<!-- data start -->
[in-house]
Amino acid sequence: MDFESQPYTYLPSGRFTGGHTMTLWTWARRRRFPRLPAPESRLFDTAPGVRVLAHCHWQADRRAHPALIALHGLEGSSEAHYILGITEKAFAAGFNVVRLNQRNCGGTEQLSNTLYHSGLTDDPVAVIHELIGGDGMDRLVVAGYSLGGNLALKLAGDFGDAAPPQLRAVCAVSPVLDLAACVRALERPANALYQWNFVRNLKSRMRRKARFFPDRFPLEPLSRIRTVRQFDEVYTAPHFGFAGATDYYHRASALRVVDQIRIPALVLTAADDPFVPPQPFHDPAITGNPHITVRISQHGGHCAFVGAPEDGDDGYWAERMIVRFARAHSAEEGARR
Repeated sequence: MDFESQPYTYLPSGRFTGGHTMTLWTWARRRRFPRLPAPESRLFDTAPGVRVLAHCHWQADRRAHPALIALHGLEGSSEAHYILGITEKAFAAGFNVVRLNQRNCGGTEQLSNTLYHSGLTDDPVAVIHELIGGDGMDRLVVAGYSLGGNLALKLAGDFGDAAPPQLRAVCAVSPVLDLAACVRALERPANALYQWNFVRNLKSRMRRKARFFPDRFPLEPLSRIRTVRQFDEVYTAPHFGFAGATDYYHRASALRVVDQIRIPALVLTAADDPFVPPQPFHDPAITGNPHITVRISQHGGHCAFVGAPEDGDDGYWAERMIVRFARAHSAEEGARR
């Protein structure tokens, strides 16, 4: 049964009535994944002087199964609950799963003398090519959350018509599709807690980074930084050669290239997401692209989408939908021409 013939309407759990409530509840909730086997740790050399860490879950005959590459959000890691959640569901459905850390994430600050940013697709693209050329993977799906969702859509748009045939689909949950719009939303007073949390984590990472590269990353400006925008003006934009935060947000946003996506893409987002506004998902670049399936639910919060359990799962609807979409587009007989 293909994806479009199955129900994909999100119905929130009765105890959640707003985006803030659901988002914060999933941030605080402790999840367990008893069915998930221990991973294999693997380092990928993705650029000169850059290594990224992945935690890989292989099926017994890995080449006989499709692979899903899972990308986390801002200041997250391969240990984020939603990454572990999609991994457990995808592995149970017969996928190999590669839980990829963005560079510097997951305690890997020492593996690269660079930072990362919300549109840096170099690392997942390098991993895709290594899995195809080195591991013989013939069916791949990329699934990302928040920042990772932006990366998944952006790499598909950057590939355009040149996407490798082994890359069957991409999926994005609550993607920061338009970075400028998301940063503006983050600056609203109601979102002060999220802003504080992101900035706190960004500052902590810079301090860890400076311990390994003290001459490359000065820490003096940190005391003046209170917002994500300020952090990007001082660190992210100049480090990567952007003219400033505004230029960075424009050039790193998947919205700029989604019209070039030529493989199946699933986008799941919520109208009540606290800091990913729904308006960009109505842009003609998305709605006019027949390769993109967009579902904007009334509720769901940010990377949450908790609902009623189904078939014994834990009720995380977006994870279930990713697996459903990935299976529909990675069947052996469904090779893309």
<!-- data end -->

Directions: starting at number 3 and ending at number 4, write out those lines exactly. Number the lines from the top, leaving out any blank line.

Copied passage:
Repeated sequence: MDFESQPYTYLPSGRFTGGHTMTLWTWARRRRFPRLPAPESRLFDTAPGVRVLAHCHWQADRRAHPALIALHGLEGSSEAHYILGITEKAFAAGFNVVRLNQRNCGGTEQLSNTLYHSGLTDDPVAVIHELIGGDGMDRLVVAGYSLGGNLALKLAGDFGDAAPPQLRAVCAVSPVLDLAACVRALERPANALYQWNFVRNLKSRMRRKARFFPDRFPLEPLSRIRTVRQFDEVYTAPHFGFAGATDYYHRASALRVVDQIRIPALVLTAADDPFVPPQPFHDPAITGNPHITVRISQHGGHCAFVGAPEDGDDGYWAERMIVRFARAHSAEEGARR
């Protein structure tokens, strides 16, 4: 049964009535994944002087199964609950799963003398090519959350018509599709807690980074930084050669290239997401692209989408939908021409 013939309407759990409530509840909730086997740790050399860490879950005959590459959000890691959640569901459905850390994430600050940013697709693209050329993977799906969702859509748009045939689909949950719009939303007073949390984590990472590269990353400006925008003006934009935060947000946003996506893409987002506004998902670049399936639910919060359990799962609807979409587009007989 293909994806479009199955129900994909999100119905929130009765105890959640707003985006803030659901988002914060999933941030605080402790999840367990008893069915998930221990991973294999693997380092990928993705650029000169850059290594990224992945935690890989292989099926017994890995080449006989499709692979899903899972990308986390801002200041997250391969240990984020939603990454572990999609991994457990995808592995149970017969996928190999590669839980990829963005560079510097997951305690890997020492593996690269660079930072990362919300549109840096170099690392997942390098991993895709290594899995195809080195591991013989013939069916791949990329699934990302928040920042990772932006990366998944952006790499598909950057590939355009040149996407490798082994890359069957991409999926994005609550993607920061338009970075400028998301940063503006983050600056609203109601979102002060999220802003504080992101900035706190960004500052902590810079301090860890400076311990390994003290001459490359000065820490003096940190005391003046209170917002994500300020952090990007001082660190992210100049480090990567952007003219400033505004230029960075424009050039790193998947919205700029989604019209070039030529493989199946699933986008799941919520109208009540606290800091990913729904308006960009109505842009003609998305709605006019027949390769993109967009579902904007009334509720769901940010990377949450908790609902009623189904078939014994834990009720995380977006994870279930990713697996459903990935299976529909990675069947052996469904090779893309």